By Bill Vann 28 June 2002
The ruling by a three-judge federal appeals court panel in San
Francisco that compelling the recitation of the Pledge of Allegiance
to one nation under God in public schools is unconstitutional
has afforded yet another opportunity for American's politicians
to make fools of themselves.
The decision did no more than reaffirm the essential right to
freedom from government establishment of religion and the principle
of separation of church and state enshrined in the First Amendment
of the US Constitution.
The statement that the United States is a nation under God is
an endorsement of religion, the courts majority wrote. It added
that the pledge sends a message to unbelievers that they are
outsiders, not full members of the political community, and an
accompanying message to adherents that they are insiders, favored
members of the political community.
As written, the court said, the pledge is no less a violation
of the constitutional protection against establishment of religion
than if it described the US as a nation under Jesus, a nation
under Vishnu, a nation under Zeus, or a nation under no god.
The First Amendment, it continued, prohibits the government's
endorsement or advancement not only of one religion at the expense
of other religions, but also of religion at the expense of atheism.
From both a legal and a democratic standpoint, all of this is
unassailable. Yet the ruling has ignited a nationwide furor,
with congressmen and television personalities tripping over each
other to be the loudest in braying out their protest against
the court's action.
Meanwhile, fascistic [men], taking their cue from these political
leaders, have made death threats against both the California
man who brought the lawsuit against the pledge and his daughter,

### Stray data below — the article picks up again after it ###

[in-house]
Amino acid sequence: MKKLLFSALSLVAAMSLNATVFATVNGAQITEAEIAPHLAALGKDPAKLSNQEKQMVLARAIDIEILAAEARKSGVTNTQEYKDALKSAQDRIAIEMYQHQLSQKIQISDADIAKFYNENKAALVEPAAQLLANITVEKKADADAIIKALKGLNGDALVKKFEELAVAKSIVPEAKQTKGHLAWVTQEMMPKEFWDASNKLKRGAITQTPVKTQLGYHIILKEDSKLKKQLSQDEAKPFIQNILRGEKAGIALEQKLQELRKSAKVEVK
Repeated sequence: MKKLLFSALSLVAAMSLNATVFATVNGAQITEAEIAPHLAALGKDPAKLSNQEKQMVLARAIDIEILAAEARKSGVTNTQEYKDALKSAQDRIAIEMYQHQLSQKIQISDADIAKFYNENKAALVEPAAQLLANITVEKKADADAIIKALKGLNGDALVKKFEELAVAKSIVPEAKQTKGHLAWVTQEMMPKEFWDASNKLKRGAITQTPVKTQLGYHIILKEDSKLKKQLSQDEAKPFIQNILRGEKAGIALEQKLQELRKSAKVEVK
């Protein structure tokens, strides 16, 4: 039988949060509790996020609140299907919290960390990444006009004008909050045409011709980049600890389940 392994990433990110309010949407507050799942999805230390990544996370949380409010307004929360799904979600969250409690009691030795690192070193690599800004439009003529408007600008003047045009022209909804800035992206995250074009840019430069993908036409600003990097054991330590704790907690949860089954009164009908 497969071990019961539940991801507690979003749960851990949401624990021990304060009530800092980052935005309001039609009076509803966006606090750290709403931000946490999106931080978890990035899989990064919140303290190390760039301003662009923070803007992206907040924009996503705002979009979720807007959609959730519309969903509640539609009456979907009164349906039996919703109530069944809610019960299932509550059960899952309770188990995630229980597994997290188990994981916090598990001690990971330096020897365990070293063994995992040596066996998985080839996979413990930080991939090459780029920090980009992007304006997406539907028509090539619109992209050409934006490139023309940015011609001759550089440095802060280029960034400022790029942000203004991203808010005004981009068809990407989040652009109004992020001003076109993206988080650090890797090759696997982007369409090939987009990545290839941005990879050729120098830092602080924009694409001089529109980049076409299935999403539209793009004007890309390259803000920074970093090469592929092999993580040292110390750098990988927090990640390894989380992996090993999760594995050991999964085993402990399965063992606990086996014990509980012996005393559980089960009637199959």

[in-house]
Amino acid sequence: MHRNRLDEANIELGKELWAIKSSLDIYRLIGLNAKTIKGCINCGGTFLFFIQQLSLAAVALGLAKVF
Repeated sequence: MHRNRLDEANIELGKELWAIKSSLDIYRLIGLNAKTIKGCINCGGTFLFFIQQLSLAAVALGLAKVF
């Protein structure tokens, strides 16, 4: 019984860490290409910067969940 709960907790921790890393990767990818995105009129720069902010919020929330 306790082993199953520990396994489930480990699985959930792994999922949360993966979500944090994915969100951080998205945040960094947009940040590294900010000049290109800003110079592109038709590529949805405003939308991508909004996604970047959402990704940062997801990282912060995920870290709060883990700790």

a child in the second grade.
The Senate organized a hasty 99-to-0 vote denouncing the court's
reaffirmation of one of the most fundamental democratic rights
upon which the country was founded. Over 100 Congressmen poured
out onto the Capitol steps to recite the pledge and sing God
The frenzied reaction was bipartisan. President Bush called the
ruling ridiculous. Senate Majority Leader Tom Daschle, a Democrat,
said it was just nuts. House Democratic Leader Richard Gephardt
of Missouri railed against any attempt to change the time-tested,
venerable pledge that is such a central part of our country's
life and our nation's heritage.
These scoundrels know little and care less about the nation's
heritage.ö The House of Representatives began its tradition
of saying the pledge each morning only in 1988, as the result
of a dirty tricks campaign by the Republican Party and George
Bush Sr. against Democratic presidential candidate Michael Dukakis.
The Massachusetts governor had vetoed a law requiring the Pledge
of Allegiance in all public schools, correctly calling it a violation
of the First Amendment. The Republicans sought on that basis
to brand him as un-American. For its part, the Senate began the
practice only two years ago.
The origins of the 31-word oath lie in the relatively recent
history of America, a history that does not bear much probing
as far as the pledge's modern-day defenders are concerned.
Its author was Francis Bellamy, a Baptist minister who was pressured
into giving up his Boston pulpit because of the church's opposition
to his Christian-socialist sermons. He was a first cousin of
Edward Bellamy, author of the well-known socialist-utopian novel,
He wrote the pledge in 1892 for the magazine The Youth's Companion.
It included no reference to God, which would only be tacked on
62 years later.
He chose the words, he later wrote, with his mind on salient
points of our national history, from the Declaration of Independence
onwards; with the makings of the Constitution
... with the meaning of the Civil War; with the aspiration of